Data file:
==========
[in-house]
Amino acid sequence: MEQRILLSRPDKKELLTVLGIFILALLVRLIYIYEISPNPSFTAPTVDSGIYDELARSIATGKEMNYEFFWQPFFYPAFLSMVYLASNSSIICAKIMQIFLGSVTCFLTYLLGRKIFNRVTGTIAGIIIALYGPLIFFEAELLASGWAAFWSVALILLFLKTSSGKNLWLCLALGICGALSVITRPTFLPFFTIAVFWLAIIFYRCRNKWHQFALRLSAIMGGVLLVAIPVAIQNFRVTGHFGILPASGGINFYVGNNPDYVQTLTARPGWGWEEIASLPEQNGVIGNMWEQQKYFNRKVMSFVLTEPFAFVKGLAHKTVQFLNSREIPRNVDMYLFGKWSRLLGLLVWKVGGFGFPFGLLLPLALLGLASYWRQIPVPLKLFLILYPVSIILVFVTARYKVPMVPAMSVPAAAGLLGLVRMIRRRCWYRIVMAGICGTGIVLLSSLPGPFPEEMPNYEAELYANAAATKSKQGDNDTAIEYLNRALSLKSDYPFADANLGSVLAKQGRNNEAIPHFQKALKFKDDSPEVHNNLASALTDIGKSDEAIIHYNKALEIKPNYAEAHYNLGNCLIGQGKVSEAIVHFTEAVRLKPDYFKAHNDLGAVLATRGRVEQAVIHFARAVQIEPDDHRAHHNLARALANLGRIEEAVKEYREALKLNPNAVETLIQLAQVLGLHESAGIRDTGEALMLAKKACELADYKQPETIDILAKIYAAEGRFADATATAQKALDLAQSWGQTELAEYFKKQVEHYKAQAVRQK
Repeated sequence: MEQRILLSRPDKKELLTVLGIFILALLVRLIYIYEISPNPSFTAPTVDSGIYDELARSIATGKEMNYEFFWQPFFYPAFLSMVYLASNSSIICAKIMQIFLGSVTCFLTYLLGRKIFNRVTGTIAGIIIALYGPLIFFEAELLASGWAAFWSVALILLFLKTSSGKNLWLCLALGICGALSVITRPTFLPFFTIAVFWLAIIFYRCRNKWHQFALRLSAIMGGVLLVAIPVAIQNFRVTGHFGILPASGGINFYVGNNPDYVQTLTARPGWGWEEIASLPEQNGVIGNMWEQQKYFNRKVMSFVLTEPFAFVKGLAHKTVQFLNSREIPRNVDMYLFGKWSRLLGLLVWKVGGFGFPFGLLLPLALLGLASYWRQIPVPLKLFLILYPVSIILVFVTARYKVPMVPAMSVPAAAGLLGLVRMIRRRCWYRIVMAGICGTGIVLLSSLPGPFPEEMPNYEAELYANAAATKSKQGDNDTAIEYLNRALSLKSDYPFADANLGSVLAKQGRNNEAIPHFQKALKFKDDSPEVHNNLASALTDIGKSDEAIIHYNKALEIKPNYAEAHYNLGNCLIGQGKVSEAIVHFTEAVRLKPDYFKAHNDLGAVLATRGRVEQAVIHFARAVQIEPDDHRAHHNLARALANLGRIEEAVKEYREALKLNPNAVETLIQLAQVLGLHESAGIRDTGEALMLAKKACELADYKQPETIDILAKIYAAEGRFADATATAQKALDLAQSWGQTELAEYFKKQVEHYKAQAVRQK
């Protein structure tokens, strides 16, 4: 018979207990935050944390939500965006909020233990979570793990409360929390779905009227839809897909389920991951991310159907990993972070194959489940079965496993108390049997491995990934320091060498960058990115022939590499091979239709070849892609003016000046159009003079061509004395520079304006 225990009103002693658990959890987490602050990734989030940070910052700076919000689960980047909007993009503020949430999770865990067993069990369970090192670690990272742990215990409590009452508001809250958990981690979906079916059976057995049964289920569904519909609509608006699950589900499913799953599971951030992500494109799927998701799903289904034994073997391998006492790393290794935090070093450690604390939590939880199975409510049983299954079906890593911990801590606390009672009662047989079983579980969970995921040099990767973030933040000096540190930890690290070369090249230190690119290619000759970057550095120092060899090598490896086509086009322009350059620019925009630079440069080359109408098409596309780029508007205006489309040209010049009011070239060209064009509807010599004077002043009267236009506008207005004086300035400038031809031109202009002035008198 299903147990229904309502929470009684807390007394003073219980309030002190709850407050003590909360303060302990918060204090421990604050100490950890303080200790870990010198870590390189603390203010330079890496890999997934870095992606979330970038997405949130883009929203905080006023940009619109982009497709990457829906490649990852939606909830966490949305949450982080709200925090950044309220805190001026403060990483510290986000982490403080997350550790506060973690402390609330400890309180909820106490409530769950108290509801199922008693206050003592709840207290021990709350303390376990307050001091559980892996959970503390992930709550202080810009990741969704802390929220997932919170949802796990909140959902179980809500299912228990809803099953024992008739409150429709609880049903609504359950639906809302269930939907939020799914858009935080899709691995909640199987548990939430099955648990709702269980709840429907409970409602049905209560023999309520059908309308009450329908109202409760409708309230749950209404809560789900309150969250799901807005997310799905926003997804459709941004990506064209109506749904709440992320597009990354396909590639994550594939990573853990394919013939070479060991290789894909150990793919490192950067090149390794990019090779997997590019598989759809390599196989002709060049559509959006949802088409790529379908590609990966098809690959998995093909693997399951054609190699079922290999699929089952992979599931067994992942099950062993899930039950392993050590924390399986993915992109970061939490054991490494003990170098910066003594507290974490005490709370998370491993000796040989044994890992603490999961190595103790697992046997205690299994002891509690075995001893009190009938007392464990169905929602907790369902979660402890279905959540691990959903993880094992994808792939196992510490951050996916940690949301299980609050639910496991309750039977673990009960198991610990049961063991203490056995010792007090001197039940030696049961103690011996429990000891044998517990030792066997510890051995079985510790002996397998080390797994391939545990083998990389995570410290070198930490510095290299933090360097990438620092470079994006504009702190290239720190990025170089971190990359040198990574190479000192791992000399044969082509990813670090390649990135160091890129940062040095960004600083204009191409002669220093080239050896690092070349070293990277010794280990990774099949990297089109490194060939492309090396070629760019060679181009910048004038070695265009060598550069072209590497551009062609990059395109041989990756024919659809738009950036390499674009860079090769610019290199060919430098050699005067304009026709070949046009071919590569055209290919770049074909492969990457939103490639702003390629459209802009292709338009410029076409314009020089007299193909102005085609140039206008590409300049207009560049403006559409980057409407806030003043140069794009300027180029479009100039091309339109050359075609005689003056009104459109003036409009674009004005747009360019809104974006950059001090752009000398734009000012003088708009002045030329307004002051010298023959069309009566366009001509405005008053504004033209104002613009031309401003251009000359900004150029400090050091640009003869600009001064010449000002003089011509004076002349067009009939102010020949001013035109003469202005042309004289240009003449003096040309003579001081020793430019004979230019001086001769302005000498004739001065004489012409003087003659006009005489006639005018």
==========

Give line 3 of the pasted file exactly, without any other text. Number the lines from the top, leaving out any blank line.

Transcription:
Repeated sequence: MEQRILLSRPDKKELLTVLGIFILALLVRLIYIYEISPNPSFTAPTVDSGIYDELARSIATGKEMNYEFFWQPFFYPAFLSMVYLASNSSIICAKIMQIFLGSVTCFLTYLLGRKIFNRVTGTIAGIIIALYGPLIFFEAELLASGWAAFWSVALILLFLKTSSGKNLWLCLALGICGALSVITRPTFLPFFTIAVFWLAIIFYRCRNKWHQFALRLSAIMGGVLLVAIPVAIQNFRVTGHFGILPASGGINFYVGNNPDYVQTLTARPGWGWEEIASLPEQNGVIGNMWEQQKYFNRKVMSFVLTEPFAFVKGLAHKTVQFLNSREIPRNVDMYLFGKWSRLLGLLVWKVGGFGFPFGLLLPLALLGLASYWRQIPVPLKLFLILYPVSIILVFVTARYKVPMVPAMSVPAAAGLLGLVRMIRRRCWYRIVMAGICGTGIVLLSSLPGPFPEEMPNYEAELYANAAATKSKQGDNDTAIEYLNRALSLKSDYPFADANLGSVLAKQGRNNEAIPHFQKALKFKDDSPEVHNNLASALTDIGKSDEAIIHYNKALEIKPNYAEAHYNLGNCLIGQGKVSEAIVHFTEAVRLKPDYFKAHNDLGAVLATRGRVEQAVIHFARAVQIEPDDHRAHHNLARALANLGRIEEAVKEYREALKLNPNAVETLIQLAQVLGLHESAGIRDTGEALMLAKKACELADYKQPETIDILAKIYAAEGRFADATATAQKALDLAQSWGQTELAEYFKKQVEHYKAQAVRQK